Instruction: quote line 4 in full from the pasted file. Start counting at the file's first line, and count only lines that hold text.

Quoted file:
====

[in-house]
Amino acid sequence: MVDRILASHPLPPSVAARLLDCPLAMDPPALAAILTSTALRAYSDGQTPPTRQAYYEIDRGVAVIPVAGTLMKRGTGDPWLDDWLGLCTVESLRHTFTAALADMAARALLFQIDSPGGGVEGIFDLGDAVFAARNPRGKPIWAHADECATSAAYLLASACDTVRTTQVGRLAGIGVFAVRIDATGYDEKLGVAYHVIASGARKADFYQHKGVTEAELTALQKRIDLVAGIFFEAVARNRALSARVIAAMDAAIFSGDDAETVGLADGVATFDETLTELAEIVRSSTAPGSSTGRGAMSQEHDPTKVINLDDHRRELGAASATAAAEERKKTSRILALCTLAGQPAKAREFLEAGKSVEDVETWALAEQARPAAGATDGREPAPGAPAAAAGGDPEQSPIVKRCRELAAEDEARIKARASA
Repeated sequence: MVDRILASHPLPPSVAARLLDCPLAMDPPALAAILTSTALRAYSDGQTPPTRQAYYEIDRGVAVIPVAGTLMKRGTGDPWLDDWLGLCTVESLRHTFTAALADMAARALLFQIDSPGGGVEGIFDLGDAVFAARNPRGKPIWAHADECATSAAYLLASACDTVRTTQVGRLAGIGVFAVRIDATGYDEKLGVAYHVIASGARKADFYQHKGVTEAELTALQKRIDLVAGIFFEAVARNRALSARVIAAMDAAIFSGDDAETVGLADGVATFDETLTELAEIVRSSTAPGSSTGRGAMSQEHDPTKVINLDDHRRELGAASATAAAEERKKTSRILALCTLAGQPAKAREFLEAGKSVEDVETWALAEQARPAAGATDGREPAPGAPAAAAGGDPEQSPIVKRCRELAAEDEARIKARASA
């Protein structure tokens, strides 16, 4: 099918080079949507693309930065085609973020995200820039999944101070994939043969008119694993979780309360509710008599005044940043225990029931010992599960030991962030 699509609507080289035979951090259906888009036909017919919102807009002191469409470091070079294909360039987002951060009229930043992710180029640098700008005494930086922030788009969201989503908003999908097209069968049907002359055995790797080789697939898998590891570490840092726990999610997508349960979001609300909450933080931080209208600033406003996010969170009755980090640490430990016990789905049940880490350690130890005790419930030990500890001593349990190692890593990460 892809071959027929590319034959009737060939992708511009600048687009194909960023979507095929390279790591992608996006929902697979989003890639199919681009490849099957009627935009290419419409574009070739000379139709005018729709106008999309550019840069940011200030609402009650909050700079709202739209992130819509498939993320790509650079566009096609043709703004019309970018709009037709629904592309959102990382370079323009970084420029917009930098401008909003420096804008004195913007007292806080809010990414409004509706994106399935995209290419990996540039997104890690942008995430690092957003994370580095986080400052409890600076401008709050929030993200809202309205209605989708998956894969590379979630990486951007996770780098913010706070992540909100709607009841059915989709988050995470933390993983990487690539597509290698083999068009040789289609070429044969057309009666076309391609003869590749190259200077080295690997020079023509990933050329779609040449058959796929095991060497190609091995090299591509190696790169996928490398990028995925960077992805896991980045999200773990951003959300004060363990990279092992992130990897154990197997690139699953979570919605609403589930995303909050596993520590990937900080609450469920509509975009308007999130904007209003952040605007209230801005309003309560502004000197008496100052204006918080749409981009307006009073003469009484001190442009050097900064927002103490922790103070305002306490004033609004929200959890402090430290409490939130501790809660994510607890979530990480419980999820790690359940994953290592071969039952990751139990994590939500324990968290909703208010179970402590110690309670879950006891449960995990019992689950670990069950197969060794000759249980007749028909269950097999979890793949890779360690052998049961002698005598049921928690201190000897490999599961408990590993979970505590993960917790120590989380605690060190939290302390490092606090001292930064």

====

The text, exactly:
């Protein structure tokens, strides 16, 4: 099918080079949507693309930065085609973020995200820039999944101070994939043969008119694993979780309360509710008599005044940043225990029931010992599960030991962030 699509609507080289035979951090259906888009036909017919919102807009002191469409470091070079294909360039987002951060009229930043992710180029640098700008005494930086922030788009969201989503908003999908097209069968049907002359055995790797080789697939898998590891570490840092726990999610997508349960979001609300909450933080931080209208600033406003996010969170009755980090640490430990016990789905049940880490350690130890005790419930030990500890001593349990190692890593990460 892809071959027929590319034959009737060939992708511009600048687009194909960023979507095929390279790591992608996006929902697979989003890639199919681009490849099957009627935009290419419409574009070739000379139709005018729709106008999309550019840069940011200030609402009650909050700079709202739209992130819509498939993320790509650079566009096609043709703004019309970018709009037709629904592309959102990382370079323009970084420029917009930098401008909003420096804008004195913007007292806080809010990414409004509706994106399935995209290419990996540039997104890690942008995430690092957003994370580095986080400052409890600076401008709050929030993200809202309205209605989708998956894969590379979630990486951007996770780098913010706070992540909100709607009841059915989709988050995470933390993983990487690539597509290698083999068009040789289609070429044969057309009666076309391609003869590749190259200077080295690997020079023509990933050329779609040449058959796929095991060497190609091995090299591509190696790169996928490398990028995925960077992805896991980045999200773990951003959300004060363990990279092992992130990897154990197997690139699953979570919605609403589930995303909050596993520590990937900080609450469920509509975009308007999130904007209003952040605007209230801005309003309560502004000197008496100052204006918080749409981009307006009073003469009484001190442009050097900064927002103490922790103070305002306490004033609004929200959890402090430290409490939130501790809660994510607890979530990480419980999820790690359940994953290592071969039952990751139990994590939500324990968290909703208010179970402590110690309670879950006891449960995990019992689950670990069950197969060794000759249980007749028909269950097999979890793949890779360690052998049961002698005598049921928690201190000897490999599961408990590993979970505590993960917790120590989380605690060190939290302390490092606090001292930064």